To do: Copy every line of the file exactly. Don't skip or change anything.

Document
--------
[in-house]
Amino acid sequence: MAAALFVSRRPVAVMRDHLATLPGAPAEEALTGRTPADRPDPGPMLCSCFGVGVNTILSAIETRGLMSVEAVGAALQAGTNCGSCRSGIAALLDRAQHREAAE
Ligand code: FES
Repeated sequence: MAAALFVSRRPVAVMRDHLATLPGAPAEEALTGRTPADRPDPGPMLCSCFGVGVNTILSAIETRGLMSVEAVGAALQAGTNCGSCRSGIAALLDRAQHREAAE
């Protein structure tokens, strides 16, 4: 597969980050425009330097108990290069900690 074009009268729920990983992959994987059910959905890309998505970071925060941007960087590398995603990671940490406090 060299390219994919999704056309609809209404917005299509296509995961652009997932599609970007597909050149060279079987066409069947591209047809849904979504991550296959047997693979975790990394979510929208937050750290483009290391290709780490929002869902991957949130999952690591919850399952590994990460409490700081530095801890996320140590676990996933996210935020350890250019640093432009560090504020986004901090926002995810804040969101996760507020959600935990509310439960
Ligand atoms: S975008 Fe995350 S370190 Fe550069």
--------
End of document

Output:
[in-house]
Amino acid sequence: MAAALFVSRRPVAVMRDHLATLPGAPAEEALTGRTPADRPDPGPMLCSCFGVGVNTILSAIETRGLMSVEAVGAALQAGTNCGSCRSGIAALLDRAQHREAAE
Ligand code: FES
Repeated sequence: MAAALFVSRRPVAVMRDHLATLPGAPAEEALTGRTPADRPDPGPMLCSCFGVGVNTILSAIETRGLMSVEAVGAALQAGTNCGSCRSGIAALLDRAQHREAAE
């Protein structure tokens, strides 16, 4: 597969980050425009330097108990290069900690 074009009268729920990983992959994987059910959905890309998505970071925060941007960087590398995603990671940490406090 060299390219994919999704056309609809209404917005299509296509995961652009997932599609970007597909050149060279079987066409069947591209047809849904979504991550296959047997693979975790990394979510929208937050750290483009290391290709780490929002869902991957949130999952690591919850399952590994990460409490700081530095801890996320140590676990996933996210935020350890250019640093432009560090504020986004901090926002995810804040969101996760507020959600935990509310439960
Ligand atoms: S975008 Fe995350 S370190 Fe550069």